Ferns are one of the oldest forms of plant life. There are over 10,000 known species of fern, some of which are deciduous and some that are evergreen. Fern leaves are called fronds, and they house the reproductive spores that ferns produce instead of seeds. Deciduous ferns lose their leaves in winter and tend to look ratty over the season when some of them die back but don't fall off. Evergreen ferns are vibrant year-round but they can benefit from cleanups to remove damage and dead fronds. Timing is important when pruning ferns so new fiddleheads (immature ferns) are not disturbed and spores are able to disperse.
Timing is Everything
Pruning of ferns needs to occur after the spores on fruiting fronds have matured and released. Trim them when they are dormant, which is during winter. They can also be pruned in very early spring. Many ferns do not object to pruning at any time of the year. The hardy ferns such as sword fern can be pruned once a year if necessary, just about any time, since they are continuously growing.
As a rule, ferns don't really need pruning. Ferns in nature are generally self-cleaning and will release old fronds as they die. In the garden, occasional removal of dead fronds will improve the appearance of the plant, but it is strictly cosmetic. Where the plants are large and very old, severe pruning can take place to the crown. All the fronds can be removed in late winter or before the first new fiddleheads appear. Prune the stems away from the crown in a circular pattern so you are left with a little dome. This is not only attractive, but it prevents accidental damage to the newest growth which appears at the center of the plant.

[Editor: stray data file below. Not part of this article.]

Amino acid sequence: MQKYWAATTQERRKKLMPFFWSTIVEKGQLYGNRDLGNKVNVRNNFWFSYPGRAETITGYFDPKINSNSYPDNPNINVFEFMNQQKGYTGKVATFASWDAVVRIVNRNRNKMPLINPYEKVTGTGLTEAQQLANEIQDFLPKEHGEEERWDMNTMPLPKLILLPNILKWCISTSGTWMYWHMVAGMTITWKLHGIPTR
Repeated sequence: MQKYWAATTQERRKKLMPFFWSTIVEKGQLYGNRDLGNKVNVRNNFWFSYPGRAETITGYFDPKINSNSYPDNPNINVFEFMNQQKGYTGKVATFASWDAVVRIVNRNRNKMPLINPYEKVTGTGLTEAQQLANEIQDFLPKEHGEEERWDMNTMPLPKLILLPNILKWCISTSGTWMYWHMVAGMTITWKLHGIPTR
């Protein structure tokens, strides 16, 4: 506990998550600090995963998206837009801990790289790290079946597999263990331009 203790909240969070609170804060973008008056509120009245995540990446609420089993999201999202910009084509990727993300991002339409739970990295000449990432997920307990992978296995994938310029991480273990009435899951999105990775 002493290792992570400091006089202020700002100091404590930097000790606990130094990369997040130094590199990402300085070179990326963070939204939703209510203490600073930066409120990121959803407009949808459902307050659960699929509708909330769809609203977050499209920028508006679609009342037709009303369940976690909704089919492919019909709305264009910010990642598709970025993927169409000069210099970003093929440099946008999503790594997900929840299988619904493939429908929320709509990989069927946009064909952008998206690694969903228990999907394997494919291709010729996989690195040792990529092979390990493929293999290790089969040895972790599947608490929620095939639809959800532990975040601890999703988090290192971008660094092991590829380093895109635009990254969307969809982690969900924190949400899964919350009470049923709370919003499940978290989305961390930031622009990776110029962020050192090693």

Deciduous ferns don't necessarily drop all their fronds when temperatures plummet. They do experience dieback and many of the fronds will fall off or turn brown. From a cosmetic standpoint, it is best to get these dead fronds out of the plant. You will also increase light and room for new leaflets. Many people prune the deciduous ferns in fall so they are ready for the spring, but the old fronds provide protection for the crown. It is best to leave them, unattractive though they may be, until spring.
Pruning Indoor Ferns
Boston, staghorn and maidenhair are some of the common ferns used as houseplants. These plants do not need pruning but they do need cleaning. The difference is that pruning increases the health of a plant and is done for many reasons, while cleaning is just routine maintenance. As with outdoor ferns you may choose to remove dead fronds. These should be cut with very sharp scissors or pruning shears and taken back 1/4 to 1/2 inch above the crown. The only time you would ever need to prune out all the fronds is when you are faced with a monumental pest problem. In this case, fertilize one week before the big haircut and then remove all the fronds.
Bonnie Grant began writing professionally in 1990. She has been published on various websites, specializing in garden-related instructional articles. Grant recently earned a Bachelor of Arts in business management with a hospitality focus from South Seattle Community College.